Each page is coupled with a one to two page long summary that briefly describes each of the subjects within the running head. Followed by these pages are images and/or portrait with callouts to further describe phenomenal historical feats. The use of this feature is very ideal and has beneficiary motives that bring light to symbolism that would otherwise go unnoticed. Examples that populate the book can be found on pages 26 and 28, where the Getty Museum not only describes what a Scepter is, but provides contextual references of how it came to be and how its perceived — based on geo-location, religion, and time. According to the authors, “ a scepter is a staff made of fine wood or richly decorated gold, held by a king; but in ancient Greece, the scepter was a long staff used by the elderly as an aid in walking or by shepherds to lead their flocks”. Further development of the scepter soon came to identify with the Christian iconography of the “Good Shepherd”. Societies outside of Europe, a scepter appeals as a rod that indicates social rank and is exhibited during ritual ceremonies. This book definitely takes into account every last bit of detail, going as far as to mention the origin of the word, related concepts and area of diffusion. The pages that follow depict historic examples of how “scepters” were displayed. In these paintings, call outs are found useful when explaining its significance and its impact.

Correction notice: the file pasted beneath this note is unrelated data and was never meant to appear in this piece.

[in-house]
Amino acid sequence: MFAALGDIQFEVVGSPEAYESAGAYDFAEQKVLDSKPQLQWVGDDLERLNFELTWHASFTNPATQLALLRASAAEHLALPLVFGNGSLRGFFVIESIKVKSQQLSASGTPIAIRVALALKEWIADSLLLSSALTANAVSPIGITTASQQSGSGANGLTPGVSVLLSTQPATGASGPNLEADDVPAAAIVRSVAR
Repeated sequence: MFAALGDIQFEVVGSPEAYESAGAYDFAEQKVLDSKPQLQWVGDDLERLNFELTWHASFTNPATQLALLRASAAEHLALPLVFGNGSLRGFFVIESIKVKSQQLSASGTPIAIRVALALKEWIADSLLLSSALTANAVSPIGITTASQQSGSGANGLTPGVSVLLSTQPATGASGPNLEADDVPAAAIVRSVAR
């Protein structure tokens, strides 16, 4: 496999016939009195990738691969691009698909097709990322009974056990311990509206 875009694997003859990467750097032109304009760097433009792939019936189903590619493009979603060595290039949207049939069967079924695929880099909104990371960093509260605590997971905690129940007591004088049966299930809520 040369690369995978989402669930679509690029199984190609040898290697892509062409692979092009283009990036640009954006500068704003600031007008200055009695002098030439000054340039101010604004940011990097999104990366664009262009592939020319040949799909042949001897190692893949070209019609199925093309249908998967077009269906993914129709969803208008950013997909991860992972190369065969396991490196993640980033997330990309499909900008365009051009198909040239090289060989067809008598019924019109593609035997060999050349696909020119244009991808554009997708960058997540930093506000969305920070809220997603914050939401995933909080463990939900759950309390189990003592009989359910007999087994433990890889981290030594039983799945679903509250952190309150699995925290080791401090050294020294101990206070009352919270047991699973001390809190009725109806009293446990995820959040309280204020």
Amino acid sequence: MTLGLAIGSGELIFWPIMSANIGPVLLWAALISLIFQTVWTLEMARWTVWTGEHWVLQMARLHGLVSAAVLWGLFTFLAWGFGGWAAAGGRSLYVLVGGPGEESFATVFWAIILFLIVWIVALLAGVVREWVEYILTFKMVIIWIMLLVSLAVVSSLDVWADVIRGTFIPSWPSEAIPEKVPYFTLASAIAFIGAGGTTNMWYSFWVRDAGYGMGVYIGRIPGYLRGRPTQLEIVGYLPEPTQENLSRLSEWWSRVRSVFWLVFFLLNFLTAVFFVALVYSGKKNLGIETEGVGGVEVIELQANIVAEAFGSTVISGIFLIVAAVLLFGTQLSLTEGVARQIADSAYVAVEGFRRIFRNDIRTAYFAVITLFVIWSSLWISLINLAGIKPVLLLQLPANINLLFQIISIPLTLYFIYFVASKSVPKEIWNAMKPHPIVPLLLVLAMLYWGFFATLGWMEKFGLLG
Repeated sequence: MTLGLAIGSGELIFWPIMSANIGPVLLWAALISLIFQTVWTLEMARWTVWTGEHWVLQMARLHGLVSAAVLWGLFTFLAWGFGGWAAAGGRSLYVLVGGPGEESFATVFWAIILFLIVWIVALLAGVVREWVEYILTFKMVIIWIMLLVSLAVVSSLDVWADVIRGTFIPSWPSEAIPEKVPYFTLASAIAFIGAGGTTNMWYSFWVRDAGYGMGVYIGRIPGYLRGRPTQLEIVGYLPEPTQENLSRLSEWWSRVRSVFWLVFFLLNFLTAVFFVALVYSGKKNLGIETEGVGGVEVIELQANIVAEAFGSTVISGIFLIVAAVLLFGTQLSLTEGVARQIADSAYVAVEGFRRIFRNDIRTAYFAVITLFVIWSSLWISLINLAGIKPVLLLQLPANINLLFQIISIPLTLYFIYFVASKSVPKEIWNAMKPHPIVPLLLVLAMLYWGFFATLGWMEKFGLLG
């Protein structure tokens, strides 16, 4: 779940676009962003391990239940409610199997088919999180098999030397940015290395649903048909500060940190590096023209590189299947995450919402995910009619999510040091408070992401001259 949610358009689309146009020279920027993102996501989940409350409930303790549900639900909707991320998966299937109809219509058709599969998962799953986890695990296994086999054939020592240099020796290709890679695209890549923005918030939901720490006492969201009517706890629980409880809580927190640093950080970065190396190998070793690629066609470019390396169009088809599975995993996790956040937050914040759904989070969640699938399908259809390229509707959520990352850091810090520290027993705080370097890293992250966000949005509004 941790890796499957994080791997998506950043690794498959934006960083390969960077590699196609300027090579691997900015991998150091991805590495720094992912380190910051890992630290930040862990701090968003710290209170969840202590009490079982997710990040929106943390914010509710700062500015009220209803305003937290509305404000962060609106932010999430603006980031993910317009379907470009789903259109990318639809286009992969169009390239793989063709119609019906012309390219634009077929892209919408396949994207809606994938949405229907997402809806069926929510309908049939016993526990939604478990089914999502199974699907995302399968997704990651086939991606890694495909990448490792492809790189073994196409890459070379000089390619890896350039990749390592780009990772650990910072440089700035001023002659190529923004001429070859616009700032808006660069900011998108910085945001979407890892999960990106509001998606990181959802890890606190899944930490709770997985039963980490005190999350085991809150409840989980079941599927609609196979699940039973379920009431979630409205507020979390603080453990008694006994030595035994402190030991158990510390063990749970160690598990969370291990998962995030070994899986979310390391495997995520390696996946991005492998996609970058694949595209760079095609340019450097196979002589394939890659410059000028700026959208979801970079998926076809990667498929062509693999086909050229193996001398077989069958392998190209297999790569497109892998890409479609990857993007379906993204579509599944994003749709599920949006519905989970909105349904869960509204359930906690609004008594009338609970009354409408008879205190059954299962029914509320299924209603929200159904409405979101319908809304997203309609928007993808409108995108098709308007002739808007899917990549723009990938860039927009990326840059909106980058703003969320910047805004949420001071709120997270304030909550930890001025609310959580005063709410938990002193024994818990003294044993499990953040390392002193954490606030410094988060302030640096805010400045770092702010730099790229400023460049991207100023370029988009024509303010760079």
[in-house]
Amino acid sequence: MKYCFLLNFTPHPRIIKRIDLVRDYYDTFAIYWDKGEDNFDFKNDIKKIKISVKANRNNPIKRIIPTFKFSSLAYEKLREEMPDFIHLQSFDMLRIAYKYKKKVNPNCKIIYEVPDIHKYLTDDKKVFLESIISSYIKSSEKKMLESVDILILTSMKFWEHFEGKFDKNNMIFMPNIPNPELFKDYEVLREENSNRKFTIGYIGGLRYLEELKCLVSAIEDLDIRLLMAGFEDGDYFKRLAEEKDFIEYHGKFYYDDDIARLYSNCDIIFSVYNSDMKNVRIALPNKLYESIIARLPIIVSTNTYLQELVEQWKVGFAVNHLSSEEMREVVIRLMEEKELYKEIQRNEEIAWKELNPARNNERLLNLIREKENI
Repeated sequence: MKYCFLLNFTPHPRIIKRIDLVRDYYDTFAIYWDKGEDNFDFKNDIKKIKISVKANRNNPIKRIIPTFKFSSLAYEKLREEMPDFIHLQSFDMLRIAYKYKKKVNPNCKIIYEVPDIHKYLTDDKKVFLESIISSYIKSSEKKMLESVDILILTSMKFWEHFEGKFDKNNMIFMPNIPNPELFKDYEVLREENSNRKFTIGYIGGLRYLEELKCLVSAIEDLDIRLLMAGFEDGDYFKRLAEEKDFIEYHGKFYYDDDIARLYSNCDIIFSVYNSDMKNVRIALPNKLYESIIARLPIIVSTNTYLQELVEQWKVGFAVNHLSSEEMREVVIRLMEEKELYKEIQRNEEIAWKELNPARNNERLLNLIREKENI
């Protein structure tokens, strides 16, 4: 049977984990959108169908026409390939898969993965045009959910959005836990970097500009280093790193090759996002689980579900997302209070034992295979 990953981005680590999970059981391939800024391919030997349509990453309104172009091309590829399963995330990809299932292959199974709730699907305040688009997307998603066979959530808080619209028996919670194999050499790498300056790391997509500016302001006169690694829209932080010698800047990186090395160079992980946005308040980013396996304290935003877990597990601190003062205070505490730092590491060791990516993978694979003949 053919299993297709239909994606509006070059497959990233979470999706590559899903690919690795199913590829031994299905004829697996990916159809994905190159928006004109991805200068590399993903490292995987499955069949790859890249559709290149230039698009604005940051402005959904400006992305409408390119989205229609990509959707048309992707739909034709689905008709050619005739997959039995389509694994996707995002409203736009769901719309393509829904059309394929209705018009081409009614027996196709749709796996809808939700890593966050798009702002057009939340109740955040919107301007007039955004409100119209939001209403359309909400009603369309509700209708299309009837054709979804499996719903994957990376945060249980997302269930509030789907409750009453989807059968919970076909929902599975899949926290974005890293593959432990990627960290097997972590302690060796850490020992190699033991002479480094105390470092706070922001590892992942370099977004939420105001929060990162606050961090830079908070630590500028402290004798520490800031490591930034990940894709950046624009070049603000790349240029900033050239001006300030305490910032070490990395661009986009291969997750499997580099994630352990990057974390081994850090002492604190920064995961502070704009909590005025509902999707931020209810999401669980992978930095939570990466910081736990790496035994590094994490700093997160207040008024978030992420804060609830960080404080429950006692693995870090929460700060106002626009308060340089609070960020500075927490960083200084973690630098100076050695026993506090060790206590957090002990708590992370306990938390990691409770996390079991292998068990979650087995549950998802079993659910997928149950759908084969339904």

The resourcefulness offered from this book can make all the difference when applying it to a magnitude of assignments that include, but are not limited to; case studies, research papers, and scholarly essays. Within this book, exclusive information can be found on a surplus of rulers, paintings, and how their influences impacted the century. Skipping over the section titled medieval sovereigns, pages 160-161 exists a brief description of Ivan the Terrible. Here you can find a one-page summary of the most iconic Czars to ever influence history. The book describes Ivan to be a “good ruler”, despite his ominous title. In fact, on page 161, to the left of a gesso that’s been photographed and documented, it claims that the term “terrible” other wise referenced as terrifying, can be misleading. The book further explains that not only does the term refer to the character in power, but explains that it was a necessary virtue of a Czar. Supporting facts highlight his action(s) that allowed for him to “organize the first nucleus of a permanent standing army, found the port and city of Archangel, introduce printing to his territories, and began commercial exchanges with the West.”